I really took a great deal from the conference theme being around social justice, building community and changing language around what we do, where we position ourselves in our differences and our roles. And it was the beauty of it all, the way everyone spoke at the conference about the work we are devoted to, that it is a healing force; I enjoyed the feeling of being brought into that energetic field and intention to do good in the world, to help repair and empower.
Michael Namkung’s ‘Good Pain’ workshop had a transformative impact on me. I’d shared a poem earlier in the week about my grandmother who when I was little would give me butcher paper and betting shop pens so I could write. It was a marvellous synchronicity then, when Michael hung huge sheets of butcher paper on the walls, and we were given massive chunks of graphite, had to squat with our backs to the paper and in that strained position, allow the hands and arms to make their marks until we physically could no longer move.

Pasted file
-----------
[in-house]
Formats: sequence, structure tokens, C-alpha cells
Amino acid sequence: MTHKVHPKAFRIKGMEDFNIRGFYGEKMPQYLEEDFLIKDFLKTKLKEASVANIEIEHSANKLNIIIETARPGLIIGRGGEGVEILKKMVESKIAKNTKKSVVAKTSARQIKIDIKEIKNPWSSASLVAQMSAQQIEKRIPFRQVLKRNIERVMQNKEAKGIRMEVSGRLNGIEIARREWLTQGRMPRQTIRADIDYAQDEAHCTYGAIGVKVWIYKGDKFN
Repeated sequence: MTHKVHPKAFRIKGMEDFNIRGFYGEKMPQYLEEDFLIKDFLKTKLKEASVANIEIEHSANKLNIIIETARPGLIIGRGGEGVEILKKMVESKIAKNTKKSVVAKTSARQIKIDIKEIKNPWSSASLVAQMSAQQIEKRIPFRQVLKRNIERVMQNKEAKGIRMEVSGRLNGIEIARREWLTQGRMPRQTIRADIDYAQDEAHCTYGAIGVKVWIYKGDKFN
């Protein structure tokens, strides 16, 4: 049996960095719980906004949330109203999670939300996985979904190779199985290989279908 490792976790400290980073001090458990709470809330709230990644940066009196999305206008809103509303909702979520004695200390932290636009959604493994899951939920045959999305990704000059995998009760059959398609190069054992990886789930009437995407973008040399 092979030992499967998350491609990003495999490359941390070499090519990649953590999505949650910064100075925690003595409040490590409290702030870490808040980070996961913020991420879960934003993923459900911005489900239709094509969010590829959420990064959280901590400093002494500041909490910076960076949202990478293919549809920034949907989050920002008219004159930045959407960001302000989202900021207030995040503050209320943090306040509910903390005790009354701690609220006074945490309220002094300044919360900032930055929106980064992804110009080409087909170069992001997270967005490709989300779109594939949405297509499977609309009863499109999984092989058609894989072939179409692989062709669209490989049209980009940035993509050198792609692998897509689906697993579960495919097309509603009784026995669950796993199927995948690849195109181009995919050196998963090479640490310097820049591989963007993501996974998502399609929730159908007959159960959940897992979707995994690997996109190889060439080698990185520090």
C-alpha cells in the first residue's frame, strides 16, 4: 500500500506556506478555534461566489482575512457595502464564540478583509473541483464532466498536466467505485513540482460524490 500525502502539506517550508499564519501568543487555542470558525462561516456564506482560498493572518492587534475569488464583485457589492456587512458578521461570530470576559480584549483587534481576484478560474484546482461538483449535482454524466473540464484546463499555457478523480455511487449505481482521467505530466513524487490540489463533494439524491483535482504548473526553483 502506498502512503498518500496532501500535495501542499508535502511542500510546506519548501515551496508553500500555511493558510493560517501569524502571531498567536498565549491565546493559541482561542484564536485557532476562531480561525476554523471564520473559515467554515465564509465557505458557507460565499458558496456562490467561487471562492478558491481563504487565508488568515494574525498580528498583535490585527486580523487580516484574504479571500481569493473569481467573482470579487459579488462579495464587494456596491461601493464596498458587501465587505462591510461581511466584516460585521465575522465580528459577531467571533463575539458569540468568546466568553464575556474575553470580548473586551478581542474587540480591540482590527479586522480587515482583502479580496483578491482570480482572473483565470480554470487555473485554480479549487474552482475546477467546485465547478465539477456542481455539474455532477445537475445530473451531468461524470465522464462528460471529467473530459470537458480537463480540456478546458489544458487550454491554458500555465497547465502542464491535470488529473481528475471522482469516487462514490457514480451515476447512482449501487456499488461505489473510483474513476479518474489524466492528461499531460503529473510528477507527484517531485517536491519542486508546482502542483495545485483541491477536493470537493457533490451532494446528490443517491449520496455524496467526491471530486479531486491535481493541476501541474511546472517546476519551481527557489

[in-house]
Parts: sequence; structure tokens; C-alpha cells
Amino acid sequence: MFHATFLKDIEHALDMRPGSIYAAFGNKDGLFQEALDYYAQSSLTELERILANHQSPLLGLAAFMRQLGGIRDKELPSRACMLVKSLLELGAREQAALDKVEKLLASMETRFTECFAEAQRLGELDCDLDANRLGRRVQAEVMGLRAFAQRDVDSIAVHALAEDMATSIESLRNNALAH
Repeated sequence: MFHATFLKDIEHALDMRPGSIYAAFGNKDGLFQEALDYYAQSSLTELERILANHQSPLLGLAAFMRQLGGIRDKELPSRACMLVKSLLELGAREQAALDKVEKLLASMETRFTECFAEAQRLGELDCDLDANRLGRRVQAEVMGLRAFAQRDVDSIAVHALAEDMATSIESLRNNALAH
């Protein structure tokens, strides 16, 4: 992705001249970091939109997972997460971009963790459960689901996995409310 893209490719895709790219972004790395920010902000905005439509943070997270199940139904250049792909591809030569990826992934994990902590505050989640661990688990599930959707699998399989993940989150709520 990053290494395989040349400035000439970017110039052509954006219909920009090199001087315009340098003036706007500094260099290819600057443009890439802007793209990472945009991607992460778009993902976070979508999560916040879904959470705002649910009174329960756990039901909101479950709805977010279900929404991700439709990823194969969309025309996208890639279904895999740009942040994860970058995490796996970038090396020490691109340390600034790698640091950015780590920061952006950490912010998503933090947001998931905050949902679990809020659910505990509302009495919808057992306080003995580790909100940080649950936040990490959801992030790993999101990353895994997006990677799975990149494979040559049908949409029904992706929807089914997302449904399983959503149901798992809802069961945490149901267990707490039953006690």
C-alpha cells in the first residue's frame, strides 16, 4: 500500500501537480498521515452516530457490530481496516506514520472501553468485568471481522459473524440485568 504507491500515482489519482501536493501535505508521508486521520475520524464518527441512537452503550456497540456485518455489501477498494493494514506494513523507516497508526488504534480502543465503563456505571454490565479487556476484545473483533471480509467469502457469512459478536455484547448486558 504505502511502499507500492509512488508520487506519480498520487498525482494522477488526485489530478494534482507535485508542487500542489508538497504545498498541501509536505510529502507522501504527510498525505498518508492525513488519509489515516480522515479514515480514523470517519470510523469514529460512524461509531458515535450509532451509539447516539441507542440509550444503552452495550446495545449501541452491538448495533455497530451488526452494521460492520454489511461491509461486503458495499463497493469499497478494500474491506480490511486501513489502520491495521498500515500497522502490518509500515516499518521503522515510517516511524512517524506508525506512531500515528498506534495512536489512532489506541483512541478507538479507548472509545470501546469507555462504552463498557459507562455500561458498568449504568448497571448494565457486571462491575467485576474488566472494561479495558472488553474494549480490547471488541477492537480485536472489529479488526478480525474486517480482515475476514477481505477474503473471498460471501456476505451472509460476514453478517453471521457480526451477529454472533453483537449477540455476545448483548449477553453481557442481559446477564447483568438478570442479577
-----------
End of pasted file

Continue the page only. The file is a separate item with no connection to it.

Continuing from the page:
I was stunned when I turned around and saw the shapes my body made, call it a support system, an energy field, an angel, call it random marks from graphite, but the act of going beyond physical discomfort allowed me to feel a strength that was not words, but a sort of faith in making marks, connecting to our bodies and feeling through then beyond our pain. For someone with chronic pain this was life-changing. As a result, I stayed on later in Denver and I climbed some mountains, walking with the things I’d learned in the conference sessions, able to use my body to bring in a physical understanding of some of the discoveries I’d made emotionally and intellectually.
Climbing, I felt my heart pound, thought how poetry used in a therapeutic context can support us to new heights, let us gather, make sense of what we bring and are climbing with.
clare e. potter